Congrats to Newt for rising in the republican polls. My man is right up there with Mr. 9-9-9 and Flipper Mitt. It should be interesting to see how they run down the stretch.
Still, Newt might want to stop prepping for his debates against Barack Obama and start figuring out how he is going to get out of his latest little problem.
"..Gingrich said he didn't remember exactly how much he was paid, but a former Freddie Mac official said it was at least $1.5 million for consulting contracts stretching from 1999 to 2007. The official spoke on condition of anonymity to discuss a personnel matter.
Speaking with reporters in Iowa, Gingrich said he provided "strategic advice for a long period of time" after he resigned as House speaker following his party's losses in the 1998 elections. He defended Freddie Mac's role and said, "every American should be interested in expanding housing opportunities." Long unpopular among Republicans, the federally backed mortgage lender has become a focal point of anti-government sentiment because of the housing crisis.
Gingrich said he welcomed scrutiny into the matter. "Everybody will dig up everything they can dig up," he said. "That's fine, they should."
I am glad you welcome the scrutiny Newt, because you are going to get it.
"In 2008, Gingrich suggested in a Fox News interview that then-presidential candidate Barack Obama should have to return campaign contributions he had received from executives of Freddie Mac and Fannie Mae. He said that in a debate with Obama, GOP presidential nominee John McCain "should have turned and said, `Senator Obama, are you prepared to give back all the money that Freddie Mac and Fannie Mae gave you?'"
"Gingrich's history at Freddie Mac began in 1999, when he was hired by the company's top lobbyist, Mitchell Delk. He was brought in for strategic consulting, primarily on legislative and regulatory issues, the company said at the time. That job, which paid about $25,000 to $30,000 a month, lasted until sometime in 2002.
In 2006, Gingrich was hired again on a two-year contract that paid him $300,000 annually, again to provide strategic advice while the company fended off attacks from the right wing of the Republican Party.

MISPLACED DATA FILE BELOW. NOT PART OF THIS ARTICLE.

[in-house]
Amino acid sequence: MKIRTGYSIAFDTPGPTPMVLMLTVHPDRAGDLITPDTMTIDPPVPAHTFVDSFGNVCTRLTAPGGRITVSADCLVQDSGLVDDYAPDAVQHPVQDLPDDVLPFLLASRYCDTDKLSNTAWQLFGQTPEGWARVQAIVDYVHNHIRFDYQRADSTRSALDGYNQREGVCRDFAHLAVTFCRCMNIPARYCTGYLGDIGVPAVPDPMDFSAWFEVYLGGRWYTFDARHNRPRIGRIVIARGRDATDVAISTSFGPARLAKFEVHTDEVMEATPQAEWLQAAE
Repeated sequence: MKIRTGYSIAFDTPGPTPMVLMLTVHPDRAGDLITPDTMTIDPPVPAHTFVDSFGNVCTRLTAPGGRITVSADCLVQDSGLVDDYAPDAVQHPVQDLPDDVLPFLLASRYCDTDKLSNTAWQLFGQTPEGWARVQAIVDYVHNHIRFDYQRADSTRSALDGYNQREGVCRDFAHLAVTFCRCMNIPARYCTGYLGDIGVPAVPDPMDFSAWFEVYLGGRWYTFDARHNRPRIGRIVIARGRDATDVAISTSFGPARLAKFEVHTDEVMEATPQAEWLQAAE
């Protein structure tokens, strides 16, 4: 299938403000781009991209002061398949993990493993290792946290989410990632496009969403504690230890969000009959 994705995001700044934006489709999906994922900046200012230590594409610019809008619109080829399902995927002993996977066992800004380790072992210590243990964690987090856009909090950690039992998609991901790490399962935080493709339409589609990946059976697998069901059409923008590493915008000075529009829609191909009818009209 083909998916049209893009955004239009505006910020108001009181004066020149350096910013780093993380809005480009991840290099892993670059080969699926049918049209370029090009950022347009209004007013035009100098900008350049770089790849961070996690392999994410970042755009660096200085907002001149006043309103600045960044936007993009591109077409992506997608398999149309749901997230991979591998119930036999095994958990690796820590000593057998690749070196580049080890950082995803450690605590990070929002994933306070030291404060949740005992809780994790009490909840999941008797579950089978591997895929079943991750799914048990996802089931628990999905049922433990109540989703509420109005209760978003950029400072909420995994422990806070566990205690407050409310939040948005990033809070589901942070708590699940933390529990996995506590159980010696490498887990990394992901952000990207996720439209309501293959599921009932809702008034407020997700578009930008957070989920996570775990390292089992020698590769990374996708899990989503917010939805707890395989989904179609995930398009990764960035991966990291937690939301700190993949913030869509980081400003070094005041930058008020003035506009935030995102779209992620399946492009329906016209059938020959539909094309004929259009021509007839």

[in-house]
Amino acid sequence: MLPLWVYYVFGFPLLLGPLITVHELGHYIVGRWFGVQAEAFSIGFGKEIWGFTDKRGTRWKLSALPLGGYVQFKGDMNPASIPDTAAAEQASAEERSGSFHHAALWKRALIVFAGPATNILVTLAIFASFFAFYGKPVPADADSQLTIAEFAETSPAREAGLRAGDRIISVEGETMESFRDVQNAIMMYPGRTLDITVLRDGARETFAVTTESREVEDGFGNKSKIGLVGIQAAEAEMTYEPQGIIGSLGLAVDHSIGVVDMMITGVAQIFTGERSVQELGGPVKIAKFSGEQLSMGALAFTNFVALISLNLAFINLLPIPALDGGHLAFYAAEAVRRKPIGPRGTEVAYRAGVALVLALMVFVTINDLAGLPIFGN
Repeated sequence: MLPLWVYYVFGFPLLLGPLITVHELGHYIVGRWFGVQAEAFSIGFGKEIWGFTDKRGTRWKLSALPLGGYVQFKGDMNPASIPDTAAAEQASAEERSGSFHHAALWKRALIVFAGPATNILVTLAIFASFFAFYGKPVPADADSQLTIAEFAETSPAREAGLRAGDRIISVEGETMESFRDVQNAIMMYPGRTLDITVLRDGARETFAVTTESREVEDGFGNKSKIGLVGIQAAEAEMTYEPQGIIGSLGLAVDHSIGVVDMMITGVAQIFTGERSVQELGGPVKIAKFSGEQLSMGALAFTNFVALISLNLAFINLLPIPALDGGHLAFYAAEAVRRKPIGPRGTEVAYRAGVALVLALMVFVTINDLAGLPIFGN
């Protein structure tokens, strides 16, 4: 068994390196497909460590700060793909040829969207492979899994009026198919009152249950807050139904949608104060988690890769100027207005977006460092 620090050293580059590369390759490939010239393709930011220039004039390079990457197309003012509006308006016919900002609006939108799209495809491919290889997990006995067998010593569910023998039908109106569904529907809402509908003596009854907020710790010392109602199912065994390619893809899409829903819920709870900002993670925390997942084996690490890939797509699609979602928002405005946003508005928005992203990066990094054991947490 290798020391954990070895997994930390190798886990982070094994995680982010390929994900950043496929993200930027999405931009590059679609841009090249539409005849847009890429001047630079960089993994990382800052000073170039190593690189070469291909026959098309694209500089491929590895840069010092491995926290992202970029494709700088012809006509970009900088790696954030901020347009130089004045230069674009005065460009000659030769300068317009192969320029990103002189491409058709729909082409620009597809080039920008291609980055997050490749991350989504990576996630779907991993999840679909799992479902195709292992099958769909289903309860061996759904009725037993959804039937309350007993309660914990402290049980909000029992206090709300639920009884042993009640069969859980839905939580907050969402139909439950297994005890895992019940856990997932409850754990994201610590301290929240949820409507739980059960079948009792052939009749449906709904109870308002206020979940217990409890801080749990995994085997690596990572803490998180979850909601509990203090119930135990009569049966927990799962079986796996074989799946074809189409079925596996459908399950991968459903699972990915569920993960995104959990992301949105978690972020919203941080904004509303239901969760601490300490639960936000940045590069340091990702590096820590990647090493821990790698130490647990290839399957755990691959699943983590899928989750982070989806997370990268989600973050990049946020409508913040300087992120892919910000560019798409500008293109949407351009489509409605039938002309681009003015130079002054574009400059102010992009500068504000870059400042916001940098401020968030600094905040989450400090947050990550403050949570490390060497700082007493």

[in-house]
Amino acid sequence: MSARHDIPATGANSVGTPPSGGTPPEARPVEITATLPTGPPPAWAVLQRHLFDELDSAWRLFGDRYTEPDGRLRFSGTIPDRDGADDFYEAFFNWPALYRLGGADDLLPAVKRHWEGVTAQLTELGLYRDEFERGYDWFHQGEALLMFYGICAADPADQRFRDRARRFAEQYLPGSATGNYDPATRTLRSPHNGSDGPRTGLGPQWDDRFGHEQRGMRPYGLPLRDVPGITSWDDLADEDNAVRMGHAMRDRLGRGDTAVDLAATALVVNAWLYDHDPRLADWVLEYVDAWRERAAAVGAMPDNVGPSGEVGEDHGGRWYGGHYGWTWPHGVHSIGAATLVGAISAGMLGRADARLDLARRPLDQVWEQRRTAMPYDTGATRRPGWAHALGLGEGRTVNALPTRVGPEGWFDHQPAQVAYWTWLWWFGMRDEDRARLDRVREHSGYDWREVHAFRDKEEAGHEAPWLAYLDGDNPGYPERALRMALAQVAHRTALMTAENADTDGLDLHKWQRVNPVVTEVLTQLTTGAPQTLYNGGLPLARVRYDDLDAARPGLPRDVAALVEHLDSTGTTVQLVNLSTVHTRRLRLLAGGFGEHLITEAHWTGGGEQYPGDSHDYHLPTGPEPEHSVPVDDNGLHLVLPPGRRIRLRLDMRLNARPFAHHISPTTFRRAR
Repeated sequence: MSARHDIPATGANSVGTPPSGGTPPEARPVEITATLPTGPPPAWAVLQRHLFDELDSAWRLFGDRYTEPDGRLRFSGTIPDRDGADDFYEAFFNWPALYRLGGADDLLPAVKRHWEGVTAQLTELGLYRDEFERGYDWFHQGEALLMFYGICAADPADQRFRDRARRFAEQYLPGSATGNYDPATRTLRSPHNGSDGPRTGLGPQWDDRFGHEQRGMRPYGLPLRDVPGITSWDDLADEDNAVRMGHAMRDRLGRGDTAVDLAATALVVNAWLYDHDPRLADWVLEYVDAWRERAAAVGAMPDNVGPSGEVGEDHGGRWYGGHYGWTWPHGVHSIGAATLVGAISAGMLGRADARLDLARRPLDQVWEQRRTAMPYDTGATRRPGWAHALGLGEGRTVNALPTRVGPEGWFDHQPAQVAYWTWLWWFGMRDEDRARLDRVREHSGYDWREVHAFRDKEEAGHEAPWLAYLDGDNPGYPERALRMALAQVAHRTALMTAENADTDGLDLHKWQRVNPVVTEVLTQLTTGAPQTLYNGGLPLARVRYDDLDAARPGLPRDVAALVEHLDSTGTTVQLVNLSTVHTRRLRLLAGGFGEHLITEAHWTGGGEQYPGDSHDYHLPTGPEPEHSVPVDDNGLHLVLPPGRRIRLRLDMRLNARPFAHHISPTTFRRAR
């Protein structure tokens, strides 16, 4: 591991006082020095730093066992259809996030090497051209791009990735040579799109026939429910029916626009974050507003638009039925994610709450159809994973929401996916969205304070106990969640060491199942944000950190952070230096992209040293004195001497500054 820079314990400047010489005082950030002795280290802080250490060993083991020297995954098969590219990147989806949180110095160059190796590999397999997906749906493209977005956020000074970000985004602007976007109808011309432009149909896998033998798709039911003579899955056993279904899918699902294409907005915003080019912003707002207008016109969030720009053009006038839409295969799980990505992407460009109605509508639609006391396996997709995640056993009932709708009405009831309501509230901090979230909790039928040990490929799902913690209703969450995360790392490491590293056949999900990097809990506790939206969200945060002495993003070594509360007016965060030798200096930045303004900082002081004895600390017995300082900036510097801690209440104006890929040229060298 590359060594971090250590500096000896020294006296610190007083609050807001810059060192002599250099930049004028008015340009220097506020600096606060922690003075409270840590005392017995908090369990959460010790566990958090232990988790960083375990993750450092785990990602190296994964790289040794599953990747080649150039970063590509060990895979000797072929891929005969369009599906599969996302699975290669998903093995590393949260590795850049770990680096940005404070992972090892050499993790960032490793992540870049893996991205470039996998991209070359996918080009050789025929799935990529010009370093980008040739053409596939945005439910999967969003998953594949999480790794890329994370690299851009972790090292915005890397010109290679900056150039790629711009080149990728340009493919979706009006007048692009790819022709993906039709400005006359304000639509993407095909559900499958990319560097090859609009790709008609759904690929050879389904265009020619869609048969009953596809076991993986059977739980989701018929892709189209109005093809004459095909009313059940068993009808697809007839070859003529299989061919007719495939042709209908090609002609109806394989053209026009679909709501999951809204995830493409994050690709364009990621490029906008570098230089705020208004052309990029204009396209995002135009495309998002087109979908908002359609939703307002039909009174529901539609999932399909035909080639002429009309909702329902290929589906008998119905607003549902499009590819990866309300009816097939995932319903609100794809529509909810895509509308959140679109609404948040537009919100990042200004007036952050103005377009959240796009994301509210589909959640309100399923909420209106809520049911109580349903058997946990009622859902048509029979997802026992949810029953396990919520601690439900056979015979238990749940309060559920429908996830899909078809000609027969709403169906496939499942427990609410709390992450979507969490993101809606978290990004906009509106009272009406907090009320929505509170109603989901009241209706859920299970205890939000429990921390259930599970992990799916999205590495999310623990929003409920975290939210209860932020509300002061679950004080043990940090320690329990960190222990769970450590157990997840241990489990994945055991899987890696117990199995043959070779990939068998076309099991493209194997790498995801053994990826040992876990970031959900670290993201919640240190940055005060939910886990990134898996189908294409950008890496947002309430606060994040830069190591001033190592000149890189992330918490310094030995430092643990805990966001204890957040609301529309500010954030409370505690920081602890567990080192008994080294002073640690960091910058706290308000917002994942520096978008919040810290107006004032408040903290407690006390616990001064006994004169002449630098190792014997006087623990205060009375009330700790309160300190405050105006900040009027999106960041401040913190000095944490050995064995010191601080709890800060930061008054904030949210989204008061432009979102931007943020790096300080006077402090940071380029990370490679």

Freddie Mac and Fannie Mae for years had been under scrutiny from Republicans on Capitol Hill who opposed government involvement in the mortgage business and wanted to scale back the companies' size and impose tough regulation."
"In last Wednesday's Republican presidential debate, Gingrich sought to explain his role at Freddie Mac as that of an "historian" sounding dire warnings about the company's future. He said Freddie Mac officials told him "we are now making loans to people that have no credit history and have no record of paying back anything, but that's what the government wants us to do." He said his advice was to tell them, "this is insane."
"I said at the time, this is a bubble ... this is impossible. It turned out unfortunately I was right," Gingrich said.
Former Freddie Mac executives dispute Gingrich's description of his role.
Four people close to Freddie Mac say he was hired to strategize with his employer about identifying political friends on Capitol Hill who would help the company through a very difficult legislative environment. All four people spoke on condition of anonymity to be able to discuss the personnel matter freely.
Freddie Mac executives hoped that would speak positively about the company and its business model as he circulated among conservative groups and help to build intellectual support within his party.
Freddie Mac executives were looking to Gingrich to offer up new, inventive ways to think about old problems, the officials said, but that didn't materialize." [Source]
"He said his consulting firm, Gingrich Group, offered “strategic advice for a lot of different companies” but that he had done no lobbying.
One GOP rival, Rep. Michele Bachmann of Minnesota, wasted no time in slamming Gingrich on Wednesday for "shilling" for the company.
Last week, Gingrich was asked at a GOP debate in Michigan what work he had done to secure a $300,000 payment from Freddie Mac.
“I offered them advice on precisely what they didn’t do,” he replied. “My advice as a historian, when they walked in and said to me, ‘We are now making loans to people who have no credit history and have no record of paying back anything, but that’s what the government wants us to do.’ As I said to them at the time, this is a bubble. This is insane. This is impossible.”
A Bloomberg News story earlier this week disputed Gingrich’s account, saying that those familiar with Gingrich’s work don’t recall any warnings about the company’s business model—and that instead, his job was to rally support for Freddie Mac among Republicans in Washington." [Source]
Historian?! Is that what they call pimps on K Street these days? Nice.
Jack Abramoff, of all people, called Newt corrupt. That's like being called a racist by David Duke.
Newt, enjoy your time at the top of the polls, I am guessing that you won't be there very long.